Every September our phone starts ringing with calls from anxious parents who’s son or daughter, having left the family nest for the first time, has found bed bugs in their student accommodation,
If you wanted to create the perfect (worst) environment for breeding Bed Bugs, it would be the student lifestyle. Lots of people visiting lots of others flats and houses on a very regular basis. All it takes is one house with Bed Bugs and within a week, they can be transferred to a dozen more. Then a week later, a dozen more. And so it continues.
During September freshers’ week, when students move into new digs that have been empty since the previous May, the very hungry Bed Bug that has gone without food for months, makes its move on night number one. On morning number two, the fresher will wake to find themselves looking like the Elephant Man, covered with bites.
Whose responsibility is it?
If your flat or house has Bed Bugs from the day you move in, they will have been there since earlier in the year. But from a legal point of view it’s a bit of a grey area.
If you discover Bed Bugs after several months of living there, your landlord will reasonably say that as it has been Bed Bug free for months, you the tenant (or your friends) have introduced them and its your responsibility. The laws says: Landlord and tenant act (LTA) 1985
Section 11. (landlord) Repairing obligations in short leases.
(1) In a lease to which this section applies (as to which, see sections 13 and 14) there is implied a covenant by the lessor:
(a) to keep in repair the structure and exterior of the dwelling-house (including drains, gutters and external pipes),
(b) to keep in repair and proper working order the installations in the dwelling-house for the supply of water, gas and electricity and for sanitation (including basins, sinks, baths and sanitary conveniences, but not other fixtures, fittings and appliances for making use of the supply of water, gas or electricity), and
(c) to keep in repair and proper working order the installations in the dwelling-house for space heating and heating water…
So, does the Bed Bug infestation affect the structure / exterior? No.
If the cause of the pests is disrepair at the property (for example mice entering through holes in the external walls) then the landlord may have some responsibility to resolve the issue.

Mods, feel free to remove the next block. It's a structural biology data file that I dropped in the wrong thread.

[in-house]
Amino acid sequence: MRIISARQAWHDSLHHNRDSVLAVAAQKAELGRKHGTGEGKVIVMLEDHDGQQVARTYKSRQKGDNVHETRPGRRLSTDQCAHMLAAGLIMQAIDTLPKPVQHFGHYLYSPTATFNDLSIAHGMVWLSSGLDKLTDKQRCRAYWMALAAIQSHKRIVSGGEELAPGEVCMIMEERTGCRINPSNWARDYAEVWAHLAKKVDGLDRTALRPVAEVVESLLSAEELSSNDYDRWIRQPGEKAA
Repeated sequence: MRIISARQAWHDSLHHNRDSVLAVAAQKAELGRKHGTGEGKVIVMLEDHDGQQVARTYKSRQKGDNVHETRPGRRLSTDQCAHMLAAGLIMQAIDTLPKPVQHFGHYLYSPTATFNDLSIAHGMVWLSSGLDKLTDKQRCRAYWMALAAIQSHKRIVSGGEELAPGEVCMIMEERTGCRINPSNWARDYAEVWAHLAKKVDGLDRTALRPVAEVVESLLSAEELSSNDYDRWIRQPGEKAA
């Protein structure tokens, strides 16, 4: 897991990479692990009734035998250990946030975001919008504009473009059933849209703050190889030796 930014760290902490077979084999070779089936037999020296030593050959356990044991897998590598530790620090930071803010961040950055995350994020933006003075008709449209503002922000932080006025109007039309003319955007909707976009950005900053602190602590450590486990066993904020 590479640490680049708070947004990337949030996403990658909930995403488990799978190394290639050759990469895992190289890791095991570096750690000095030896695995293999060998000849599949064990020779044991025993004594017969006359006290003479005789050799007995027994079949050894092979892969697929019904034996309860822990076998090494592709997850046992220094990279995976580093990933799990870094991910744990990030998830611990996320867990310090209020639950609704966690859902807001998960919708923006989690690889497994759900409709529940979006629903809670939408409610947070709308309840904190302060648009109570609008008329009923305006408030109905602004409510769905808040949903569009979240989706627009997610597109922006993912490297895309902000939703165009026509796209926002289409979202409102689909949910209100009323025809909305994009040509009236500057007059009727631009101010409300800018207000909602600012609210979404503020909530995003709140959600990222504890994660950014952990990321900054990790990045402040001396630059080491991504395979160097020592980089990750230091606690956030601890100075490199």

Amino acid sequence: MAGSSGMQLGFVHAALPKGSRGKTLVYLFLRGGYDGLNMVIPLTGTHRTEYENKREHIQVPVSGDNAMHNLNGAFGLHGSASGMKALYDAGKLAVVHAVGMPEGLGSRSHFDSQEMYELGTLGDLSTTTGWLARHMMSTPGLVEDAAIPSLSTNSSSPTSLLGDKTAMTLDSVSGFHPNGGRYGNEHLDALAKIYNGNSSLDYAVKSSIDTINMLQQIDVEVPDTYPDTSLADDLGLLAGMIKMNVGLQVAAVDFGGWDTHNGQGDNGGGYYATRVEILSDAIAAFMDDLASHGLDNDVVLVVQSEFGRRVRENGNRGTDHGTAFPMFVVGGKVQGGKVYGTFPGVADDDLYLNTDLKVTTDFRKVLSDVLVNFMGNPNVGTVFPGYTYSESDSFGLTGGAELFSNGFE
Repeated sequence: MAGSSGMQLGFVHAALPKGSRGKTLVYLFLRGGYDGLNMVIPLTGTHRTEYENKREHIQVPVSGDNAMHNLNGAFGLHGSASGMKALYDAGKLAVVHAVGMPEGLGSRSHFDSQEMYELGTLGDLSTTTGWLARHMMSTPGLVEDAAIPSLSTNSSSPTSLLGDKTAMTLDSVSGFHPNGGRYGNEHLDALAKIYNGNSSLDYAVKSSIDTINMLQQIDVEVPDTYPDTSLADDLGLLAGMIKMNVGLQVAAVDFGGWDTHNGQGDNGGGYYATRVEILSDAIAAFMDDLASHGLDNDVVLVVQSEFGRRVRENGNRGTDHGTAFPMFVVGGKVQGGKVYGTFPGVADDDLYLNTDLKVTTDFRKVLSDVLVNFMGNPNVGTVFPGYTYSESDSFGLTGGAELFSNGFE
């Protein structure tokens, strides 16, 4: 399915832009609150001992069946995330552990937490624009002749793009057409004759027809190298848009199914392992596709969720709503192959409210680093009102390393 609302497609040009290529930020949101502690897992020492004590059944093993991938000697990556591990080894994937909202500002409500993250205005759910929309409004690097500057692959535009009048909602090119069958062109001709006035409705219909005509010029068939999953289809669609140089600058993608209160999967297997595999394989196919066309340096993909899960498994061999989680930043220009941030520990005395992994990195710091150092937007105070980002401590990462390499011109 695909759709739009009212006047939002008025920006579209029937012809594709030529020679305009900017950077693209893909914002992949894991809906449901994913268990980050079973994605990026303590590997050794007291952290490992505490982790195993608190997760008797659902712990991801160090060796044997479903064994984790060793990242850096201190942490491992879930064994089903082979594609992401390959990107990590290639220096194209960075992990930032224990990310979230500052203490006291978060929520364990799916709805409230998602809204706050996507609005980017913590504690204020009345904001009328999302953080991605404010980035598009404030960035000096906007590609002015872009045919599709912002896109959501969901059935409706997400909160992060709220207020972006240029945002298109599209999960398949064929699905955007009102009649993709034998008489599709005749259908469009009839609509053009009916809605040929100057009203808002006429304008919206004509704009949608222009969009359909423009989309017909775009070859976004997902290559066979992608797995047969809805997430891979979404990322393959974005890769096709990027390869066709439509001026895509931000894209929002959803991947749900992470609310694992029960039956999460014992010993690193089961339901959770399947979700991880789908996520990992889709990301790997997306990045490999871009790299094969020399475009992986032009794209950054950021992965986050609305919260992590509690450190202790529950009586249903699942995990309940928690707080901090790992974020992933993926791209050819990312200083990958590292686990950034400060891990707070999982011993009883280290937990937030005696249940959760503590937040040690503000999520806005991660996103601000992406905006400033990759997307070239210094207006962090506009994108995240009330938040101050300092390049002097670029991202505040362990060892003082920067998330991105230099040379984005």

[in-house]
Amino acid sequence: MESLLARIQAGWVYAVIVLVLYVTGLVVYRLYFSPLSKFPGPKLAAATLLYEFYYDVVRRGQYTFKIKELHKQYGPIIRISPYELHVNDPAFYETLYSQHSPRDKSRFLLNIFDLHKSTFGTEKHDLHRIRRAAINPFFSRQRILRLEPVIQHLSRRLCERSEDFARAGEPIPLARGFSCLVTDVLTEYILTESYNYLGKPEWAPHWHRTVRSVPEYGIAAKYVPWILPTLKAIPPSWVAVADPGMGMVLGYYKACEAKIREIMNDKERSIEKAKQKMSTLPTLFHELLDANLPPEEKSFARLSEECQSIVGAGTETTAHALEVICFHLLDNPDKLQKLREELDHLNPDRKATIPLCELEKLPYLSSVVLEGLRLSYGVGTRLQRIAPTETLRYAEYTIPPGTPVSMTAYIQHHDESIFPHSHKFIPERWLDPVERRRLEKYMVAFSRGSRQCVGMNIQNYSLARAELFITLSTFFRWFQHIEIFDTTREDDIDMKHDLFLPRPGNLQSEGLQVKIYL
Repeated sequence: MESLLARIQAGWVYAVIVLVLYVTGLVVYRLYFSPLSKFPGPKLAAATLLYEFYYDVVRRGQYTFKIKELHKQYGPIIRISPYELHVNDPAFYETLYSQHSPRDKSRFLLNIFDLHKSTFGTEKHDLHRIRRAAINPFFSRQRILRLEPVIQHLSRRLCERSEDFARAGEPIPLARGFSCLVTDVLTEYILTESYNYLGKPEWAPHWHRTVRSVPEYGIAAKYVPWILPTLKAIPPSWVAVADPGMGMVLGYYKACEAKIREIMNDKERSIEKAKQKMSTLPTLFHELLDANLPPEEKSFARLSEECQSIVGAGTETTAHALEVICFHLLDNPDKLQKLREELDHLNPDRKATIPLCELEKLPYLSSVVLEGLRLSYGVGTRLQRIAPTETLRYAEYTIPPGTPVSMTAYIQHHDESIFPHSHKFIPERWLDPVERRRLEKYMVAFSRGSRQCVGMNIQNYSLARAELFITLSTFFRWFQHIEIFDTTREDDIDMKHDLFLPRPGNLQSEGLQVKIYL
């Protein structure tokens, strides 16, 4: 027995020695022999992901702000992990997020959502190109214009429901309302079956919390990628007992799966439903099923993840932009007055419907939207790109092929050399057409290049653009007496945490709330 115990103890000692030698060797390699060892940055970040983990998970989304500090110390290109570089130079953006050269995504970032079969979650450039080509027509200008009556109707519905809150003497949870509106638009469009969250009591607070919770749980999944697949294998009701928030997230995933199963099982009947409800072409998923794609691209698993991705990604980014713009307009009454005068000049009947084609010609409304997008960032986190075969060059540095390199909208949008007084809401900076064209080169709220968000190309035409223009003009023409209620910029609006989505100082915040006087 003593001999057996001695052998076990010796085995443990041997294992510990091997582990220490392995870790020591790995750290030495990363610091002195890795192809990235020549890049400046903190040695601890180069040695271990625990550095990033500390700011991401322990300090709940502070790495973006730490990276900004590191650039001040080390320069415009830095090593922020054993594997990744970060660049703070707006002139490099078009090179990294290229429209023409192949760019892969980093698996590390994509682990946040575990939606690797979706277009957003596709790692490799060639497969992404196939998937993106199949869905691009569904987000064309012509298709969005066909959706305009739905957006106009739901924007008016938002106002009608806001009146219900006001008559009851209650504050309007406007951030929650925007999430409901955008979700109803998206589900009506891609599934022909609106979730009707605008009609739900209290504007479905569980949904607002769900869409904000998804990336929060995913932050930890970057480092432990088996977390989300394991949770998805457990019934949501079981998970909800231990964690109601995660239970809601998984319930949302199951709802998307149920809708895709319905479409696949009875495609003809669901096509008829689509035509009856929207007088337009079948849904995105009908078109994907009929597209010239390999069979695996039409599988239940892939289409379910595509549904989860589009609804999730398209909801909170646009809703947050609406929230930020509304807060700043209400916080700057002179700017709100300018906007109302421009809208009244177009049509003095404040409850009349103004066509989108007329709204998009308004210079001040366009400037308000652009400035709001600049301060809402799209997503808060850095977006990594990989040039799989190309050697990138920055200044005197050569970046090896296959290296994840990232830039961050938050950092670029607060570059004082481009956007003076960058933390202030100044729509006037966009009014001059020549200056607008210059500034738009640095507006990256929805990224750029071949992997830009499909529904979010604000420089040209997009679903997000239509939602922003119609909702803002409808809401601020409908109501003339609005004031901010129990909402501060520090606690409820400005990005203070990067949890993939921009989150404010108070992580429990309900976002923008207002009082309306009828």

Where pests are present at the start of the tenancy the issue is more complex. A landlord does not ordinarily give a warranty to a tenant that the property is pest free and habitable at the outset of the tenancy. Therefore, it is debatable whether a landlord is necessarily liable for the presence of pests in a property at the start of a tenancy.
However, where a property is let furnished a warranty is given that the property is pest-free at the outset of the tenancy (although no warranty is given that it will stay that way) and where a tenant discovers that a furnished property, as a whole, is infested they may be able to declare the tenancy repudiated, move out, and sue for damages following the principles laid down in Smith v Marrable. However, in this case the landlord was clearly refusing to deal with the issue and so it must be doubted whether the same actions could be taken if the landlord was unaware of the infestation and then took all reasonable steps to deal with it on it being brought to his attention. It should also be noted that in Smith the whole property was infested with rats and so the fact that bed bugs were present in a bed would not necessarily be sufficient to allow the tenant to claim repudiation.
If the property is an HMO (Houses in Multiple Occupation) then the Management of Houses in Multiple Occupation Regulations will apply. These create a prosecutable offence if the property is not clean at start of tenancy and it may be the case that a Court would hold that the definition of clean should include freedom from pests. However, this has not been tested to our knowledge.
Where tenants import fleas of bugs into a property then the Courts have held that this is a breach of the tenant’s implied obligation to use the property in a tenant-like manner. In short, all landlords should do their utmost to ensure that there are no pests in a property at the outset of a tenancy.
What should you do?
If you have just moved in to a property and discovered Bed Bugs, contact your landlord and tell them straight away. Don’t wait for weeks. Some landlords are quite helpful, others are less so.
If your landlord starts to drag his heels, you might be better taking some positive action yourself (unfortunately at your expense) because the longer Bed Bugs go untreated, the faster they will breed and it can turn into a serious infestation.
What do you need to buy?
We sell complete Bed Bug kits for students that contain everything you need to tackle the problem and a variety of fast acting and effective Bed Bug treatments. If you can’t afford a mattress encasement to stop the Bed Bugs getting to you, ask the Bank of Mum & Dad to call us and pay for one.